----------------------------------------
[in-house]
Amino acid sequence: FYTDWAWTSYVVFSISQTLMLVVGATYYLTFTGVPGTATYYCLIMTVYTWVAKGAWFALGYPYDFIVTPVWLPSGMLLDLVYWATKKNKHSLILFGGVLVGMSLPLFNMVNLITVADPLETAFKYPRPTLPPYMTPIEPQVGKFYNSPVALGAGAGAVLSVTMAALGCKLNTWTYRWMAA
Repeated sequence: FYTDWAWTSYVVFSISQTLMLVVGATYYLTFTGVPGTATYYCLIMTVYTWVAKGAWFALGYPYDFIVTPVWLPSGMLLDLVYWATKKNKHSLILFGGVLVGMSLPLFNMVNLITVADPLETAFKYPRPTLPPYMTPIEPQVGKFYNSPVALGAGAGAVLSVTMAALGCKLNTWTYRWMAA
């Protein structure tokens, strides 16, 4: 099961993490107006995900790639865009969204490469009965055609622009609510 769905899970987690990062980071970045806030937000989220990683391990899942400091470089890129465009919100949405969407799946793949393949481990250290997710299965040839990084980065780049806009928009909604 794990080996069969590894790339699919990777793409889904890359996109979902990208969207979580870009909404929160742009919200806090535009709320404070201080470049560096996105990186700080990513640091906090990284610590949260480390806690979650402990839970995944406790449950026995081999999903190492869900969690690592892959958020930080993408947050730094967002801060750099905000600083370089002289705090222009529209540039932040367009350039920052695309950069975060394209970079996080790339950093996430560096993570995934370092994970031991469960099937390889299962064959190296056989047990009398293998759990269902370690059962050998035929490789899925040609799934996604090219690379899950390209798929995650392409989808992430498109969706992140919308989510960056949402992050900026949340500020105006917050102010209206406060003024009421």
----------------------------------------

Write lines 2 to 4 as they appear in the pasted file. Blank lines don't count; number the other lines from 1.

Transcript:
Amino acid sequence: FYTDWAWTSYVVFSISQTLMLVVGATYYLTFTGVPGTATYYCLIMTVYTWVAKGAWFALGYPYDFIVTPVWLPSGMLLDLVYWATKKNKHSLILFGGVLVGMSLPLFNMVNLITVADPLETAFKYPRPTLPPYMTPIEPQVGKFYNSPVALGAGAGAVLSVTMAALGCKLNTWTYRWMAA
Repeated sequence: FYTDWAWTSYVVFSISQTLMLVVGATYYLTFTGVPGTATYYCLIMTVYTWVAKGAWFALGYPYDFIVTPVWLPSGMLLDLVYWATKKNKHSLILFGGVLVGMSLPLFNMVNLITVADPLETAFKYPRPTLPPYMTPIEPQVGKFYNSPVALGAGAGAVLSVTMAALGCKLNTWTYRWMAA
């Protein structure tokens, strides 16, 4: 099961993490107006995900790639865009969204490469009965055609622009609510 769905899970987690990062980071970045806030937000989220990683391990899942400091470089890129465009919100949405969407799946793949393949481990250290997710299965040839990084980065780049806009928009909604 794990080996069969590894790339699919990777793409889904890359996109979902990208969207979580870009909404929160742009919200806090535009709320404070201080470049560096996105990186700080990513640091906090990284610590949260480390806690979650402990839970995944406790449950026995081999999903190492869900969690690592892959958020930080993408947050730094967002801060750099905000600083370089002289705090222009529209540039932040367009350039920052695309950069975060394209970079996080790339950093996430560096993570995934370092994970031991469960099937390889299962064959190296056989047990009398293998759990269902370690059962050998035929490789899925040609799934996604090219690379899950390209798929995650392409989808992430498109969706992140919308989510960056949402992050900026949340500020105006917050102010209206406060003024009421």